Hello, friends, thank you so much for being here with me. I’m Dan Moyer, the focus photographers podcast host. This is episode 51. And I’m so thankful that I get to be alongside you on this journey. This episode is the final episode in a series called getting noticed this episode specifically, it’s about no cost marketing for your wedding photography business. And that is how I built my entire business. That’s what I’ve really grown on over the last 13 plus years. And it just keeps getting better and better, because of all the stuff I’m going to talk about today. So before we hop in, though, this episode scratches the surface on all of the stuff that I have learned over the past 13 plus years in the wedding world, I know many of you, if you’re listening to this podcast, are trying to make adjustments and expand and take your business to new levels and overhaul it and make it fit the way you want it to be and how you hope it to fit your lifestyle and all that right. This episode has a lot of real gems in it. But it’s it might not be enough. And so if that’s the case, after you’re done listening to any of the other podcasts you listen to, I’m here to come alongside you and help you discover how to build a business that fits your life. And I do that through one to one coaching. The coaching models I currently have are a Power Hour, which is actually 90 minutes and a six month what I call momentum mentoring, I’m just looking for alliteration, I’m trying to kind of come up with a better name. That’s something that has to do with focused but I thought focused formula just sounded a little bit weird. Anyway, many photographers come to me for the 90 minute power hour to dive into their finances, help them set up Profit First give them feedback on their work life balance or help them refine client experience. And we do this in this sort of one single session to just dive in and get some good feedback. They want to have some ideas bounced off me or something like that. The six month momentum mentoring is for photographers who don’t just need more information, they need a whole transformation. Think of think of building a business like a cross country road trip, right, you could totally ride a moped across the country. And that would be totally great and fine, and you could totally get there. But you would have to stop and refuel a million times you’re gonna have to ask for directions and all that one to one coaching is like hopping in a VW bus with your best friend who’s made the trip in a million different ways. And they can give you directions on whatever you want to see and however you want to go. But also the vibes are high, the music is blaring, the destination is the same, but you get to chart your own path and have a friend in the construction zones that make you won’t want to rip your steering wheel off during those construction zones. If this sounds good, if you’re if this is something that you’re trying to seek out, you can check out more info at Focus photographers.com and then click on mentoring at the top. Okay, now that we got through that, let’s get into the show.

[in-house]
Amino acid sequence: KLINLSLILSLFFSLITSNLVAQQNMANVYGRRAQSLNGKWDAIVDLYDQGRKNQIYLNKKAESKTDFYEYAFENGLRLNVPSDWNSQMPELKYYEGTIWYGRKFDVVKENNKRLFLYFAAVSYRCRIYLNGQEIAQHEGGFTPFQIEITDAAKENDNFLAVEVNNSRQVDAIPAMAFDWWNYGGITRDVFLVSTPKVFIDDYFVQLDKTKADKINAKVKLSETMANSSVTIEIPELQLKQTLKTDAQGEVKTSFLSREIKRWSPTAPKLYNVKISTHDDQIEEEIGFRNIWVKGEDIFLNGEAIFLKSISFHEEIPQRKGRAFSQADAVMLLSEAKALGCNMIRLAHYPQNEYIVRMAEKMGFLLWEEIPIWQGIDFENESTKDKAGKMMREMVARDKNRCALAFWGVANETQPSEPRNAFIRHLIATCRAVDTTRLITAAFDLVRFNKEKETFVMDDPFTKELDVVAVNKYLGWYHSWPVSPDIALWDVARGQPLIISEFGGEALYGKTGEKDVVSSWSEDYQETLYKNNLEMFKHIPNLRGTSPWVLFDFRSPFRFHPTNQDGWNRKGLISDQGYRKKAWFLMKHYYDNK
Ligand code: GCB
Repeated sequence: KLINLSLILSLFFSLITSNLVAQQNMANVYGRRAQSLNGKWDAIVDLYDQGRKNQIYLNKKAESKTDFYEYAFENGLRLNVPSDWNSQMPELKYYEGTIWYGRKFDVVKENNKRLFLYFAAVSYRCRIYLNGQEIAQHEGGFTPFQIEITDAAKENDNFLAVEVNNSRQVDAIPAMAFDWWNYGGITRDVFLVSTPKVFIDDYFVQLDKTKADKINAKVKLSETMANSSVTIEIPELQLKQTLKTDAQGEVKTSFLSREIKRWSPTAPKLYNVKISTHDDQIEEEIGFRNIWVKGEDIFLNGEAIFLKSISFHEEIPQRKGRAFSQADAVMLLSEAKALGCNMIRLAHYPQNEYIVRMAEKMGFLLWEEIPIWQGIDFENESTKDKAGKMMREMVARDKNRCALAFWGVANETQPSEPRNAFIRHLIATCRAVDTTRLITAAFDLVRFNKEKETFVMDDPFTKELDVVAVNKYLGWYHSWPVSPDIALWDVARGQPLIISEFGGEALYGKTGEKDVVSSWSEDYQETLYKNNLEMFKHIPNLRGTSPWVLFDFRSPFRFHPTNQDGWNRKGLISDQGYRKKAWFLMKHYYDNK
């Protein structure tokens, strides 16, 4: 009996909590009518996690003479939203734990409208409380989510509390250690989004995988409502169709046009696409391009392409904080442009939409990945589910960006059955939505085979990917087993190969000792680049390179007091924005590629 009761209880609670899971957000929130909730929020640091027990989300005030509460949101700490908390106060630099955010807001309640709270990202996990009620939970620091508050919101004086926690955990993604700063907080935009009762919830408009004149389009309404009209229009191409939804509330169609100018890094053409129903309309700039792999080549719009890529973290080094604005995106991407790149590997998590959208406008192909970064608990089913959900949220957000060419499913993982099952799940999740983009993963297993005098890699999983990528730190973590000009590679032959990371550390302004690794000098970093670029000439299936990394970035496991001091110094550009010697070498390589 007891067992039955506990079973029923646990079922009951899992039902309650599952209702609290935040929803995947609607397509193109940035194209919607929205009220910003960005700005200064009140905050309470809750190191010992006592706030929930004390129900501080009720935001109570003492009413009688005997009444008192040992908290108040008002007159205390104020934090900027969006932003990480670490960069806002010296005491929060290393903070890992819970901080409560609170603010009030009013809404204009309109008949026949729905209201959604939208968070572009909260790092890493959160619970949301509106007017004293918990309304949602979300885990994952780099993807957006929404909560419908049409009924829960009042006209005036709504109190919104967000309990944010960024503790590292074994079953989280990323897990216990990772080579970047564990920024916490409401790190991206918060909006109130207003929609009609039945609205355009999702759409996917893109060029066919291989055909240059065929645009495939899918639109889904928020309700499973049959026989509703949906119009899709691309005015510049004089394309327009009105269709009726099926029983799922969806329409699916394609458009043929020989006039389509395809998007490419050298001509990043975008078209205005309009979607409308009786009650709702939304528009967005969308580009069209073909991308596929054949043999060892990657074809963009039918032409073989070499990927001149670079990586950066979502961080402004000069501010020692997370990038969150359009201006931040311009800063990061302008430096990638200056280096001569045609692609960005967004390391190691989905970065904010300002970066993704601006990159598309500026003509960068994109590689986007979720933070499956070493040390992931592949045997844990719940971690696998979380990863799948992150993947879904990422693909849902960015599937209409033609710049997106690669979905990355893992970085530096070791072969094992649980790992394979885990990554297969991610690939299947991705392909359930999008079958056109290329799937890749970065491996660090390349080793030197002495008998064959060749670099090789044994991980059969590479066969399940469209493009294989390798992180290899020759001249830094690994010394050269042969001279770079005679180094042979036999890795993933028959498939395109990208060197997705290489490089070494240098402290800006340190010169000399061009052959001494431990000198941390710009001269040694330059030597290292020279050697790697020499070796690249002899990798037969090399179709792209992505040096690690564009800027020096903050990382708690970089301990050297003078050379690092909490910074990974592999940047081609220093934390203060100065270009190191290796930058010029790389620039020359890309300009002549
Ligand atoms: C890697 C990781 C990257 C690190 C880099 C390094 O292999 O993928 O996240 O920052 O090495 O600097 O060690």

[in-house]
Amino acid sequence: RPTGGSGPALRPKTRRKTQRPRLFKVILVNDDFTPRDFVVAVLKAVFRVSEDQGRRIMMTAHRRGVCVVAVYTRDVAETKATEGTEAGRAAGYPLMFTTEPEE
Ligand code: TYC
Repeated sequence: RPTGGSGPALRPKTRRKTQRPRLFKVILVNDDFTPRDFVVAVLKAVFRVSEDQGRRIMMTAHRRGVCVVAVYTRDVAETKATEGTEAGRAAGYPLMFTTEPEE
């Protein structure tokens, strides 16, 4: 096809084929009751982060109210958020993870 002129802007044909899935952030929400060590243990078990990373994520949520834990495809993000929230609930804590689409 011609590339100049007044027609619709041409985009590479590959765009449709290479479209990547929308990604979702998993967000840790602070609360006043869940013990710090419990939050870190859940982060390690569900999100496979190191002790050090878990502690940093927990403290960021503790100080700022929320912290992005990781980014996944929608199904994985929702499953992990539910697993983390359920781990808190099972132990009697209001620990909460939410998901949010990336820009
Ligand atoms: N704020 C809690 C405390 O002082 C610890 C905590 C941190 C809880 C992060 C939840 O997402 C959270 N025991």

So this story starts back in 2009. I had been working for this studio all through high school. And or not through high school. I had graduated high school and got out of high school, went to the photographer, my hometown, and basically said to him, Hey, I’m going off to university, I’m going to Kutztown and I’m trying to buy my first digital camera, what do you think I should get? And that one question led to me basically, interning there learned and then changed to me basically working full time there all throughout college. So I graduated college with a Bachelor’s of Fine Arts consulting and photography, and I go to work for the studio right away. And we did everything under the sun. I did these like massive tournaments on weekends from like gymnastics, and cheerleading and lacrosse and soccer like action shots, to like team and individual pictures, which is like if you ever played baseball, or T ball, when you’re a kid or played soccer, you have to you know, get a picture with your team and you hit the ball on your knee. I did that stuff too. And I also did senior portraits and weddings and all kinds of stuff. It was wild. I did everything in those years. And we went from six employees over the time that I worked there down to just like me and my boss. And one day, you know, maybe I guess it was six or seven months after I had graduated, my boss came to me and was like, listen, there’s just not enough work for the two of us. But more than enough work for me. So I gotta let you go. And at that time, a lot of our conversations were around the idea that there was not going to be many, if any single photographer outfits going forward, it was all going to be Photo Video and graphic design all under one roof. At least that’s what my boss was telling me at the time.